There are cottage-land rituals I was never aware of. I just thought it was quaint the way passing small boat captains would wave at me like children from a school bus, until I learned that neglecting to return the favour was poor sport. “You just have to,” said my brother, “it’s rude not to wave.”
Much later, out on the dock, I engaged in a much more interesting exchange. It was dark, we were smoking, and I was dicking around with the flashlight. I pressed the button lightly enough to strobe it, and beamed my light across the lake incoherently, when suddenly, I saw a blink in the darkness. I paused, wondered if it was some moonlight reflection, so I began making patterns. One, one-two, one. The light blinked similarly. One-two, one, one-two. We began a conversation. We patterned. We waltzed. This dumb routine was fun. We didn’t know Morse code, but we worked with what we had: a lake, the night, plastic, light bulbs and some AAs. It’s amazing how you can connect despite technological limitations.
When Journey came out in 2012, it was never the visuals that lingered with me. I certainly appreciated the scale, the calm, the sifting sands, the hero’s ouroboros and the Jodorowskian visual sensibilities. I could respect the way that resonated with others, but for me that part of the package felt more new-to-games than new-to-me. I, like so many others, didn’t know there would be a multiplayer component, and how it functioned was the pleasant surprise that elevated Journey to a much more profound experience.
It wasn’t until the third area that I spotted another player. Like something out of the corner of my eye, gliding between the ruins and absorbed into the sand’s illusions. When I finally confronted one, seeing it from afar and bolting towards it, I had a revelation. I had no way to say hello.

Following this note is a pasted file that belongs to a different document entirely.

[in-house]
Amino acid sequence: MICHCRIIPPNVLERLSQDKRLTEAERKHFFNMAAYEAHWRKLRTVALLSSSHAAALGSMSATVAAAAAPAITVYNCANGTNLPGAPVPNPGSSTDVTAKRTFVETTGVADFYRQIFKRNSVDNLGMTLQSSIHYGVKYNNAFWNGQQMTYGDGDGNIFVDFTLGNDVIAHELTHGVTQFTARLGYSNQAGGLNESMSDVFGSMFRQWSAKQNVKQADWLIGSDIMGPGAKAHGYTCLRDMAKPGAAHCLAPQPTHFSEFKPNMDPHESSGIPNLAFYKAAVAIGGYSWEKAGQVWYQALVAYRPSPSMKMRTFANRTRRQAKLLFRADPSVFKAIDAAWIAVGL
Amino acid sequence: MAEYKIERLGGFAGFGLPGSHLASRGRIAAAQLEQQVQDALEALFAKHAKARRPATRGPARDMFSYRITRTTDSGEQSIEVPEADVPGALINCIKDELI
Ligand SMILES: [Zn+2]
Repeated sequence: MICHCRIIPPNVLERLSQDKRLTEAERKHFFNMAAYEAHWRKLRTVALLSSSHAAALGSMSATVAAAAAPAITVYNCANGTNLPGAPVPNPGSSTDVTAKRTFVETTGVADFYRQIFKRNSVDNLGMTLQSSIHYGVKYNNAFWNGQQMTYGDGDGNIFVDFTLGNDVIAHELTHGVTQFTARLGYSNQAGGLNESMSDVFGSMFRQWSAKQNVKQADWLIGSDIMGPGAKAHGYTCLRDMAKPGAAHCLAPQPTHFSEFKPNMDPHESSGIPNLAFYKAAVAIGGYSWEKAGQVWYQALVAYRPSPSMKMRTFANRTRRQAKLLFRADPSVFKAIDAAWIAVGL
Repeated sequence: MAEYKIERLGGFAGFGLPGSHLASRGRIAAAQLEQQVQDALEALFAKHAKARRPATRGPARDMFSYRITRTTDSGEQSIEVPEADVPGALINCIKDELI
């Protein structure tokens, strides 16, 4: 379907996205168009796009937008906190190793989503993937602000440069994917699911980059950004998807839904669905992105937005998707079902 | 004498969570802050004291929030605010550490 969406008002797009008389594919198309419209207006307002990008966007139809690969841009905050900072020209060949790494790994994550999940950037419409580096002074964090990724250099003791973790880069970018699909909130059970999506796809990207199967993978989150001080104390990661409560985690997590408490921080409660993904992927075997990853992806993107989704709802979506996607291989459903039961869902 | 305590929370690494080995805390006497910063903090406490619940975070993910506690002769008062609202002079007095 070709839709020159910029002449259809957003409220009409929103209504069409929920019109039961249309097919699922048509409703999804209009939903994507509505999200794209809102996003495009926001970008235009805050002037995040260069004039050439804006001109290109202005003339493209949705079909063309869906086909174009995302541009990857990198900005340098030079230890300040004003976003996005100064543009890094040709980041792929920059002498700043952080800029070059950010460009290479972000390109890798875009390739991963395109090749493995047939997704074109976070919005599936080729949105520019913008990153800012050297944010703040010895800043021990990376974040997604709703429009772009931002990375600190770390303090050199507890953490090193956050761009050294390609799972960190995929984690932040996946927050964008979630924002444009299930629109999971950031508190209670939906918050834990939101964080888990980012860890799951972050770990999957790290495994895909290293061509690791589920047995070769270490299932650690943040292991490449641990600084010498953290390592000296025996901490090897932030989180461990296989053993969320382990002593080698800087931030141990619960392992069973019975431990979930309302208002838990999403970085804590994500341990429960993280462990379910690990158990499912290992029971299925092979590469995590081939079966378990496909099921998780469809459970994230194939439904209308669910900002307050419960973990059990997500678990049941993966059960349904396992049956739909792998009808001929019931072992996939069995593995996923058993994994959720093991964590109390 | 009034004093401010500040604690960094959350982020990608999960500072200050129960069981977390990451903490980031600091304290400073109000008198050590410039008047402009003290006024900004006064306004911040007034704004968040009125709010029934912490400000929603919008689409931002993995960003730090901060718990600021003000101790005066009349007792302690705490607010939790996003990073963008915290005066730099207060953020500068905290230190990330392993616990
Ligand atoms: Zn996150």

There is one button—a chime—which, if you hold it down, the noise, glow and matching-glyph becomes stronger. You do not have access to speak through your microphone, which was a defiant stylistic choice at the time, even if it was never as popular a piece of hardware on the PlayStation 3 as it was on the Xbox. You could not even get a peek at your guest’s username—it’d only be revealed during the credits like an understudy or a stage hand. I’m sure some first encounters might make players think these companions were computer controlled, but anyone who had really gotten an adventure out of Journey would tell you, proudly, otherwise.
I hit the jackpot. Me and my anonymous partner stuck it through from our meeting to the end. We wandered the desert, braved the vicious monsters, and froze to a near death. If one was injured, we’d nudge each other like dolphins to get spirits back up. But the chime, that strange chime, our only way to speak—that we could use.
A simple, deep one worked in place of a flare, to locate ourselves if we lost sight. If we spotted a thing of interest, some collectable or health perk, we’d rattle the chime like someone pounding an elevator button when they have to pee. There were small cautious notes when danger was near. Even as we weakened on the snowy peaks, we’d yip out to make sure the other hadn’t gone into a total coma. In this short time, we found a way.
People have an uncanny knack for communicating. It’s an instinct. Language is more than just words and meanings, but patterns and tones. Language can be circumstantial. If you’re travelling, you’ll rely on hand gestures. If you can’t read, you’ll look for symbols, reoccurrences to navigate. You translate your circumstances.
When you cannot depend on the full complicated web of your native tongue, you reduce, you deconstruct it into basics, something you can use. It’s why music can be made out of nonsense within Plink. It’s why, even with merely one noise, one light, one icon, you’re able to cooperate and communicate in Journey.
At the cottage, I didn’t have these tools. I’d lost cellular reception. I was highways away from cities and friends. I was surprised I had wifi, honestly. But I could still make a memory with a stranger whose face I’ll never see. Journey puts a lot on mute. It’s a siesta from the noise and trash talk and howling typically associated with online multiplayer. It’s a vacation from things, from the clutter, back to basics. And even with those basics, you’re capable of extraordinary things.